These rules may limit the potential profit an option could make you but they also limit your loss. If you don’t limit your loses with options chances are your account will suffer. Options can be beneficial to you but only you can say if you can take the high risk high reward scenario options offer.

To learn more about options visit http://www.stocks-simplified.com/options.html

To learn more about trading the stock market visit http://www.stocks-simplified.com

Tuesday, April 15, 2008

what it means to be a great trader.

I bet you are wondering what it means to be a great trader. How can you go about becoming one. Well let us look at what it means to be a great trader.

As a trader your overall goal should be to make money. No big surprise there. But just how you go about this process will determine how successful you will be at this.

The first thing you must be able to do is to develop your own system. This should be a list of strict rules to follow. If you do not have the system written down in strict entry and exit strategies you could run into problems later on.

Once you have a strict system you must paper trade and back test it to make sure that it actually works. If it is working for you that is great. You may want to start trading with real money.

If you do trade with real money you are going to have to realize that there will be wins and losses for every system. You will have t be comfortable with losing money now and then. You must have faith in your system.

This will help keep the emotions out of your trading. However if you do experience a large run of losses you may want to stop trading and figure out why. Maybe your bullish system does not do so well in a bearish environment or vise versa.

In this situation you can both pull out and not trade when the markets are bearish or you can develop a bearish system for when the markets are bearish.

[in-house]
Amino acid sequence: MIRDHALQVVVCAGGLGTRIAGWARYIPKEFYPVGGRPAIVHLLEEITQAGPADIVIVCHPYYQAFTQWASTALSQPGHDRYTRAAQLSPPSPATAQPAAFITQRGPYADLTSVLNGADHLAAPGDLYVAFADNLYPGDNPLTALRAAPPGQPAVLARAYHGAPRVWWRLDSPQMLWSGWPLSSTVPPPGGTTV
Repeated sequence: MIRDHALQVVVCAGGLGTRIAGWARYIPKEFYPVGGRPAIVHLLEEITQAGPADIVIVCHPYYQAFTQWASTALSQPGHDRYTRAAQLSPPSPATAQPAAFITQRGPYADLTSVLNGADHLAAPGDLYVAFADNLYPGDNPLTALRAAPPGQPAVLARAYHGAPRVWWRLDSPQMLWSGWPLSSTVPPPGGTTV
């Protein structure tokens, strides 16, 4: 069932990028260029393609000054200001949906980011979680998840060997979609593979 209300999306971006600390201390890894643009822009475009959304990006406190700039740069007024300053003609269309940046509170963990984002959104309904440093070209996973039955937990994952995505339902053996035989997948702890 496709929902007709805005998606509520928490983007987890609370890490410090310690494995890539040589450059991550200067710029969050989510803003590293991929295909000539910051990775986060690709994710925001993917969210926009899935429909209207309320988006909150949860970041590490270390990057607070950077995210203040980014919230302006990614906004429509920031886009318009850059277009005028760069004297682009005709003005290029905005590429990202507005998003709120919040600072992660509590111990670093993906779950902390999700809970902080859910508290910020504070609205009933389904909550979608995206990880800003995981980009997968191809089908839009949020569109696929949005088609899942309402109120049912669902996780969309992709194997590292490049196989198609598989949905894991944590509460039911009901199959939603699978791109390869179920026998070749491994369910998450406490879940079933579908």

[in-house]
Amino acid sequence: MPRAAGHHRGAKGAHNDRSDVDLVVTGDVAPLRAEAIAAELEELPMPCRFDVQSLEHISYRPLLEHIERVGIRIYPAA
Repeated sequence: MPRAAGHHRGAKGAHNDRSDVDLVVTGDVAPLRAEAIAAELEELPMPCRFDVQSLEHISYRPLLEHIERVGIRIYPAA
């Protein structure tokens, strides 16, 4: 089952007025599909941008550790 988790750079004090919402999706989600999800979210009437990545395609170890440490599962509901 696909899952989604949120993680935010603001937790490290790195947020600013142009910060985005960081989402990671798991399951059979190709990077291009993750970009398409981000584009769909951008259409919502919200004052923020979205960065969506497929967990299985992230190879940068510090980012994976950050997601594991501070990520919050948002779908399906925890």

For more information on how to trade the stock market visit http://www.stocks-simplified.com

Monday, April 14, 2008

Traders VS investors, what is the difference and why should you care?

There are 2 different types of stock market experts out there. These are the traders and the investors. So what is the difference? Well the simple answer is that traders look for short term profits while investors look for long term profit.

The investors are the ones who try to find a group of high quality companies. They try to find companies that are underpriced and have the potential to grow in the next few years.

The overall goal of this is to put their money in these high quality stocks and then let it sit for years. By the time they want the money it should have grown quite a bit.

This is a safe way to invest. After all in the long run stocks go up. The S&P goes up on average 10% a year. If you just want your money to grow for 20 years long term investing in good quality companies can certainly help.

Investing in the long term can help weed out stress from short term volatility. You don’t care what happens to the stock in the short term because you are in for the long term.